The incorporated town of Los Gatos may not be known as widely as other areas in Santa Clara County, but it still has plenty to offer. It’s located just 60 miles from San Francisco, merely minutes away from San Jose, 20 minutes to Stanford University and is essentially a vital cog in the hustle and bustle of Silicon Valley. The beautiful landscape of Los Gatos is truly unique with a mix of flat topography and low-lying wooded hills with streams, creeks, a reservoir, and nature open space preserves scattered around the town. Los Gatos is also 15 minutes to the Santa Cruz Beach Boardwalk (give yourself more driving time during the summer tourist season). The Cats, Dio Deko, Los Gatos Lodge, Lexington reservoir, Testarossa Winery, and Netflix all call Los Gatos home. Permanent residents, renters, rental property owners and investors all find Los Gatos to be attractive in one way or another. It is by far a phenomenal place to invest in real property as it is as desirable as any enclave in Silicon Valley and continues to grow in both popularity and value on a seemingly daily basis.
Posts Tagged ‘real estate’
Saratoga, California is located at base of majestic redwood forest forming the locally known Saratoga Gap on the northeastern and eastern slopes of the Santa Cruz Mountains. Ohlone Indians occupied this territory during their heyday as evidenced by artifacts and tools found in these foothills. Ordered by the Spanish government in 1776 Juan Bautista de Anza also travelled through Saratoga on his way to the Monterey Bay. Half a century later a large land grant to Jose Noriega and Jose Fernandez of the land area which today is known as Cupertino, Campbell, and Saratoga was consummated. Later Manuel Alviso bought this parcel and renamed the “ranch” Rancho Quito. The early beginnings of this little town gave no clue what it would someday become. Who knew this sleepy little village would someday become the home of some of Silicon Valley’s most famous business people?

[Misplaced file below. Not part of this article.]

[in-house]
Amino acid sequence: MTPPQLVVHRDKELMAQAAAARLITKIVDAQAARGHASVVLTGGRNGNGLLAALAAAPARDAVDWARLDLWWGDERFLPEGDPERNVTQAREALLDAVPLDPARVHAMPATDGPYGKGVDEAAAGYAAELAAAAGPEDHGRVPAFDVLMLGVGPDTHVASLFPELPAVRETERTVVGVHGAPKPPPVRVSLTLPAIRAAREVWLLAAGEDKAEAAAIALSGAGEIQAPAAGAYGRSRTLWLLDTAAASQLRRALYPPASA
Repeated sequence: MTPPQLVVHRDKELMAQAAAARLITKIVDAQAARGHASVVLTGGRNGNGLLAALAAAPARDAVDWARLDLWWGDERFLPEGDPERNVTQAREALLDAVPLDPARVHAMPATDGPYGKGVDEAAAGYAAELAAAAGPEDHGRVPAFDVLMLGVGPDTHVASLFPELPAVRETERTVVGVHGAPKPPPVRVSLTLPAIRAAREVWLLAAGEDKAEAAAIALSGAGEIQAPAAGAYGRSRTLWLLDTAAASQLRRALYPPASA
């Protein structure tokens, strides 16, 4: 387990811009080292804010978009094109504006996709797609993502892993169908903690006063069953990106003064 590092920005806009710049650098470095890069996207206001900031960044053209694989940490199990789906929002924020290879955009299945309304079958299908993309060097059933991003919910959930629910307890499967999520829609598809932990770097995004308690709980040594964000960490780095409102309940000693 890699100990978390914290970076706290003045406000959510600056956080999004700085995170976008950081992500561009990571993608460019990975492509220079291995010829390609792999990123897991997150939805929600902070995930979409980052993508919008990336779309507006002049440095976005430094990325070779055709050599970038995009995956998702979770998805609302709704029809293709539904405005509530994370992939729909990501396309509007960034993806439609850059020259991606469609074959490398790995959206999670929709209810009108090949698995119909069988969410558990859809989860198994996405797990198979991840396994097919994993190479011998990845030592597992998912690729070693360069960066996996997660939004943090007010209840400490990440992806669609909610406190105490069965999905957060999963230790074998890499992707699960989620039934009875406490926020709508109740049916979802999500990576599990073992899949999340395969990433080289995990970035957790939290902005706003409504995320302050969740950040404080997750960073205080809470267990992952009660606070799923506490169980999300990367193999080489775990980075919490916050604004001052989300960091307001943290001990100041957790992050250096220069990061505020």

If you wish to live or invest in real estate near downtown Mountain View, but not exactly in downtown, look no further. Until 1994, Shoreline West was considered to be part of downtown Mountain View. Residents banded together and won approval to form a stand-alone community with its own identity. The resulting Shoreline West enclave is known for its unbeatable location, welcoming and friendly residents, block parties, potlucks and annual special events that foster a sense of community.
Over the years I took the deposition of several landlords – each of whom did not know the first thing about what the term “habitability” meant, nor could they articulate the law with respect to their requirements as a landlord. “[I]gnorance of the law is no excuse,” and many landlords and property owners have managed to skate by without knowing they are violating the law when it comes to habitability of rental units. California Civil Code Section 1941 et. seq. states in pertinent part that “a rental unit is required to be fit, or habitable, to live in and rent by tenants. The rental unit must substantially comply with local and state building, health, and safety codes that materially affect the tenant’s health and safety.” In California landlords and tenants each bear responsibility for certain kinds of repairs – however landlords ultimately are legally responsible for making sure the rental unit is habitable.
Barron Park is the one Palo Alto neighborhood with the greatest range of types of construction and architecture all with a rural to suburban atmosphere. Many people are attracted to Barron Park because there is so much diversity in the housing stock. Barron Park is improving every day with newer homes being constructed with a Craftsman flair. This neighborhood might be for you if you enjoy a slightly slower pace of life with a well-regarded community association and friendly neighbors who make an effort to become your friend.
Developed after World War II “Midtown” Palo Alto contains all of the essential elements necessary to be a classic desirable family neighborhood. Midtown is unambiguously located right smack in the middle of Palo Alto. At inception Midtown was supposed to be a prototypical track neighborhood designed to accommodate California’s state-wide post-War development boom that defined the start of suburban sprawl. Originally considered South Palo Alto, Midtown grew so big, so fast that the two separate neighborhoods – Midtown and South Palo Alto – were destined to be separated out of necessity. Today Midtown is a distinct, charming stand-alone neighborhood which epitomizes Palo Alto neighborhood living.